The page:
The Michigan Review would like to congradulate Coach Bo Schembechler on a glorious season and wishes him the best of luck in the Fiesta Bowl against Nebraska. We also would like to wish Coach Bill Frieder the best of success in his defense of Michigan's Big 10 Basketball Championship. Go Blue! .


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THE MICHIGAN REVIEW page 3

December, 1985

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THE MICHIGAN

In Sum. * *

REVIEW Publisher Sa.ndra A. Collins

Associate Publishers James P. Frego Gerald W e;.r

Editor·in-Chie/ Seth B. Klukoff Executive Editors Ste~t Angelotti Joseph M . McCollllm Production Manager Da~id A. Yogel Minister 0/ Patriotism Y. Terry Hirsch Staff David Katz

PO/flck BOlchel/er

'horles Llpsig

Craig BrOll'n

'homas Melveh(>

Debbie BUe/lholl!

DaVId NorqlUs/

C Brando" Crockt,

Paddie O'/lalloroll Sharlene Pro is SCOII T. Rickman Nt'i1 Rosemall

Peter Cubba Michael

Davidson

Karl £delwQ//II

James £ridoll Jeffr"y £,'ans Paul Flack RoIX'no Frisoncho

Paul Sellman Molly Suessllllllh

Bill Tayler JosqJh

Rot/"l'JI Fulfer Mal/h(>1I' Gwclwss Dal,jd N ir.fhmon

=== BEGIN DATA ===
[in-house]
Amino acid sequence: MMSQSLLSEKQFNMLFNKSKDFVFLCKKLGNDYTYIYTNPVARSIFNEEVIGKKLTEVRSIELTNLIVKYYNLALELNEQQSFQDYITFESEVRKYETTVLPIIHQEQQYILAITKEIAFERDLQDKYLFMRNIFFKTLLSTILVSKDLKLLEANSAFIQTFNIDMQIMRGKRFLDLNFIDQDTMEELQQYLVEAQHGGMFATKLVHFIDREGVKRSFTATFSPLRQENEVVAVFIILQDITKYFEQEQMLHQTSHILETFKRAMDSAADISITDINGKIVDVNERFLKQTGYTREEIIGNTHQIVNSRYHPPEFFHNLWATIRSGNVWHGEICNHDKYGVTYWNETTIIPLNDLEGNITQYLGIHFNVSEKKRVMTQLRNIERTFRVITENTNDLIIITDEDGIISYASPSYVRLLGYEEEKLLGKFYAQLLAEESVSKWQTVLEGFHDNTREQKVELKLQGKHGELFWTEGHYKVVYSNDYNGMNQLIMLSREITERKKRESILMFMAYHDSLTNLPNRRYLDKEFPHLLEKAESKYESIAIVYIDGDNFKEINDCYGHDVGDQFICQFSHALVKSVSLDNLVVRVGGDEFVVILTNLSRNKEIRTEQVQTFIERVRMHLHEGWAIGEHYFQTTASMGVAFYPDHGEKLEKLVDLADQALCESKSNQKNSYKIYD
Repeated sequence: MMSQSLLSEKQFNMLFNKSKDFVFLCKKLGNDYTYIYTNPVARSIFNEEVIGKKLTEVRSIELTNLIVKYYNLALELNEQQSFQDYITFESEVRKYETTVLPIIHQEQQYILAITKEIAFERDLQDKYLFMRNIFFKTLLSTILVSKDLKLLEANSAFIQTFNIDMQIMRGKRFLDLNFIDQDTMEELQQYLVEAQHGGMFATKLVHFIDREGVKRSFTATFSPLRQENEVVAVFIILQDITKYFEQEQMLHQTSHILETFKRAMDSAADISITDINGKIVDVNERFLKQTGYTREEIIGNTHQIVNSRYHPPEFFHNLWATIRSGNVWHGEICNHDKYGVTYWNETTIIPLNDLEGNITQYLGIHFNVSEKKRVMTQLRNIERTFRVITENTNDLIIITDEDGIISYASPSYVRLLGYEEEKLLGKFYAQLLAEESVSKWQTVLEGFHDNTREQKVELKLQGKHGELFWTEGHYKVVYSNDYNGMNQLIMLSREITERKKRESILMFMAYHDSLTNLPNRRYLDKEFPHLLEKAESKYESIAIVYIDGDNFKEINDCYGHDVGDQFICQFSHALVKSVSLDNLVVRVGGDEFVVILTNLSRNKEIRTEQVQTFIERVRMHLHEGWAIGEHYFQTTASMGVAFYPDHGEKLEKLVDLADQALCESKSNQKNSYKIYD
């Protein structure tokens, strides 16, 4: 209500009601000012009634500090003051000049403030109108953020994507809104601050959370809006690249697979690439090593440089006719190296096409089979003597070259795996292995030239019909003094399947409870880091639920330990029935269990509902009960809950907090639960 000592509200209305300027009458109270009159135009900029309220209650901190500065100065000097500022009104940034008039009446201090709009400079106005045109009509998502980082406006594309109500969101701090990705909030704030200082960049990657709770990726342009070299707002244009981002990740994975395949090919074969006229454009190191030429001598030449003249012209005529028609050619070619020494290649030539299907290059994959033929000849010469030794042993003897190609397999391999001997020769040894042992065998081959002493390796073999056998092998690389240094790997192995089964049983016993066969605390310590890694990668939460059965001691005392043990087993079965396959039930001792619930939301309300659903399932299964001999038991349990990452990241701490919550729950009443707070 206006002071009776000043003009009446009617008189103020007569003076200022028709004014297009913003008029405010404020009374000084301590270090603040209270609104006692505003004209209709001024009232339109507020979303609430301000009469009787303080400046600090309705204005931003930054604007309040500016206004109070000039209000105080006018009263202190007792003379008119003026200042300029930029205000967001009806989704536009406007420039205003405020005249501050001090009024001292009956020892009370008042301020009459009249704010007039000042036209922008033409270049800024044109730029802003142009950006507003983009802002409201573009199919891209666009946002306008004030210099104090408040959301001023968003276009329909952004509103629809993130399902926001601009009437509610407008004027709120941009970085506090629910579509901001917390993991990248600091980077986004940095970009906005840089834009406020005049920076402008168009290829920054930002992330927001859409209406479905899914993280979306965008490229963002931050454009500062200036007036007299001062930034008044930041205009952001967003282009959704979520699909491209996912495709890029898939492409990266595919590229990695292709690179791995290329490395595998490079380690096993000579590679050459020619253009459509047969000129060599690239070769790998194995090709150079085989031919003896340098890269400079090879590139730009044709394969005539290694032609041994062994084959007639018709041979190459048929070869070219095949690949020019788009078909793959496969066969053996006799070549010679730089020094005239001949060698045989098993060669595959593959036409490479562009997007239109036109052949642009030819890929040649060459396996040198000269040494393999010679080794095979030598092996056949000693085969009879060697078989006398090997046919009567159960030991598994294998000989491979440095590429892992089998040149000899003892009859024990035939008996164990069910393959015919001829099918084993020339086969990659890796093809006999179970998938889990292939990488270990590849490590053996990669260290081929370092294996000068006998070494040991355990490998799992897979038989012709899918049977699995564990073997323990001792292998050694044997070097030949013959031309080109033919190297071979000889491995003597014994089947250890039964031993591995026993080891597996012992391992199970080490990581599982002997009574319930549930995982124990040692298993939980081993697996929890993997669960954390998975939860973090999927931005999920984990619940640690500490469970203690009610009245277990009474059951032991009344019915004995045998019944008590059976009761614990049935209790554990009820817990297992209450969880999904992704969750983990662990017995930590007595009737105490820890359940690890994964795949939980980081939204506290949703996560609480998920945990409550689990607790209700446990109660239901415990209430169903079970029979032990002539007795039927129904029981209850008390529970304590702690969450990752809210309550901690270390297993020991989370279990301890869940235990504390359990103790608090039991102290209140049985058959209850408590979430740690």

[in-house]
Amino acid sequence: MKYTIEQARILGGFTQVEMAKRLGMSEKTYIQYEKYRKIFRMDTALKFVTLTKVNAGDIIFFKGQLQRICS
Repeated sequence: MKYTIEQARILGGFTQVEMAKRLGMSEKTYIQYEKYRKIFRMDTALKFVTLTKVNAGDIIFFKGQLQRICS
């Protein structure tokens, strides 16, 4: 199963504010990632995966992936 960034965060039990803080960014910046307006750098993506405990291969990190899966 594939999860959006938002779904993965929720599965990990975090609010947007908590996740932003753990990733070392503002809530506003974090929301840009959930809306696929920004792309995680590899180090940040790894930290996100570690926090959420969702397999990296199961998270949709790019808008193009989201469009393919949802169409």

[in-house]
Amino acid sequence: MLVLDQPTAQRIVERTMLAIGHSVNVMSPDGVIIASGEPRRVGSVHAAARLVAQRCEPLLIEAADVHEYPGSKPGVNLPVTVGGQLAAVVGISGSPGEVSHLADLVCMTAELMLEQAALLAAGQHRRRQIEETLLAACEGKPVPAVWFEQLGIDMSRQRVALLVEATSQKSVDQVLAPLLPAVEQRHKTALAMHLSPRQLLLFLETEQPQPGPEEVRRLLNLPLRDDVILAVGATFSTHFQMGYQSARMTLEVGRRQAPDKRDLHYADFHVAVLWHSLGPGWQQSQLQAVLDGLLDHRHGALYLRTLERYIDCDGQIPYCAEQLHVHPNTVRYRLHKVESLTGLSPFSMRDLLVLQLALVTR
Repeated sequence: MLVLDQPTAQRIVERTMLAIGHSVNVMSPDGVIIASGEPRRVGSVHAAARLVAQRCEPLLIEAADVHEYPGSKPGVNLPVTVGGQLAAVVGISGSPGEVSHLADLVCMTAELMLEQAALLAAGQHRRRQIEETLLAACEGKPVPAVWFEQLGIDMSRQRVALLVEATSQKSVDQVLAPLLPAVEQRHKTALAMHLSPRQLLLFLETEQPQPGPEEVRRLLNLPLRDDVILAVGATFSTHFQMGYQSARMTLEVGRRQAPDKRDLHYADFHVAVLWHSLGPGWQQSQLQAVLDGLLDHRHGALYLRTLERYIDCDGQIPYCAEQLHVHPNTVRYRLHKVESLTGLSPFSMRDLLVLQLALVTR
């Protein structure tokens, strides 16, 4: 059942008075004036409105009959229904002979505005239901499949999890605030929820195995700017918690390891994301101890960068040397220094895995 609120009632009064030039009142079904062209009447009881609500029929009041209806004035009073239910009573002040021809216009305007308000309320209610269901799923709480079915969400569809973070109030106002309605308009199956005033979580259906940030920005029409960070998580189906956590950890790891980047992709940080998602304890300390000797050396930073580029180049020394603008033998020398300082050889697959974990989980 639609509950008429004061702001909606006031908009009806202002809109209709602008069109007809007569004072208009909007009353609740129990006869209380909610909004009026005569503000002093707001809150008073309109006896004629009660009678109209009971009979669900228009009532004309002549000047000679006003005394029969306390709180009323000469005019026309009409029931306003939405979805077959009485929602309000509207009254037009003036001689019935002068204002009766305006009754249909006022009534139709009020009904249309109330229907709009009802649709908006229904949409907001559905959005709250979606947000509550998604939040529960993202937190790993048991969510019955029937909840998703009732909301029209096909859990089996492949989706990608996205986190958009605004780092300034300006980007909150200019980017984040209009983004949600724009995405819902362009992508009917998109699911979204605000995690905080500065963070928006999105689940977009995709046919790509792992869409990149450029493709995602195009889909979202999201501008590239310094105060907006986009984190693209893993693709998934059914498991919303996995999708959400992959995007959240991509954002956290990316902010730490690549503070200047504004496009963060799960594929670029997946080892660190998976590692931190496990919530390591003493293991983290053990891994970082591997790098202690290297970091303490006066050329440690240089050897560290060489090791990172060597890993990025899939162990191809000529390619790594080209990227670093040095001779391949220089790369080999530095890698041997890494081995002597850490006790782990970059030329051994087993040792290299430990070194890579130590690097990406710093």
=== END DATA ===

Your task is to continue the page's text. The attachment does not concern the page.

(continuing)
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Several random ruminations on The penchant for burbling the the Geneva "feel good" summit. mane has once again smitten the The decision by .the two Gladiators Reagan Administration. First, there (to steal a title used so eloquently by was James Watt's belly-Iaugher about Court Wag Patricia Schroeder) to three jews, a black, and a cripple (or impose a news blackout was simply a some combination thereof). Then, in masterstroke. The Rather-Brokaw- the midst of the summit, it was Jennings troika was caught off guard Donald Regan's tum to indulge in the and, struggling to search for new absurd. To wit: Women are not going angles, resorted to describing the to "understand throw weights or what angles of Nancy Reagan's and Raisa is happening in Afghanistan or what Gorbachev's gaudy garb. Oh, and I is happening in human rights." He must not forget the derring-dos of further babbles: "Some women will, Donald Regan and Cap Weinberger. but most women-believe me . . . Yes, they were aptly covered too, but would rather read the human interest more on them later. The' fireside stuff of what happened." Well, it was chats and the momentous walk in the rumored that Jeane Kirkpatrick was backyard also kept the network mikes discoursing on the configuration of warm and comfy. Raisa's crumpets. And guess who showed up for ~long similar lines, a letter sent by dinner, ever the uninvited guest. Yes, Cap Weinberger urging the President that preposterous purveyor of peace- "to make no promise to continue to nik agitprop, the ambassador without honor" the 1979 Strategic Arms portfolio, Sir Jesse Jackson. The Treaty and to avoid a "restrictive" noted quasi·politico arrived armed interpretation of the 1972 ABM with a bundle of petitions from such Treaty, was reported in several major Jeft-<:hjc····~,.f8$.c . ;;SA:NE,·laA4 . .,ithei,.t;\~~~~f$··QAl,.~e~~~y p~.. Nuclear Weapons Freeze Campaign. ing the summit. Because of the news Jackson's mission was to present blackout, this story kept the media's these petitions to both leaders. To pot boilirig throughout the summit. Jackson's credit, he brought up the Every conceiveable angle ofthis story subject of Soviet Jewry in his discus- was milked dry and, believe me, I sion with Comerade Gorbachev. Said began to worry when I saw Cap Jackson: "I had to look him in the Weinberger's face in the papers and face and say 'we care about human on the evening news every day. Basirights.' " Is Jesse Jackson a true cally, the letter episode was blown out champion of Soviet Jewry or was he of proportion. At one point, Mike playing the media for a positive pub- Wallace's son, Chris (of NBC), dislic image? cussed the letter in the context of a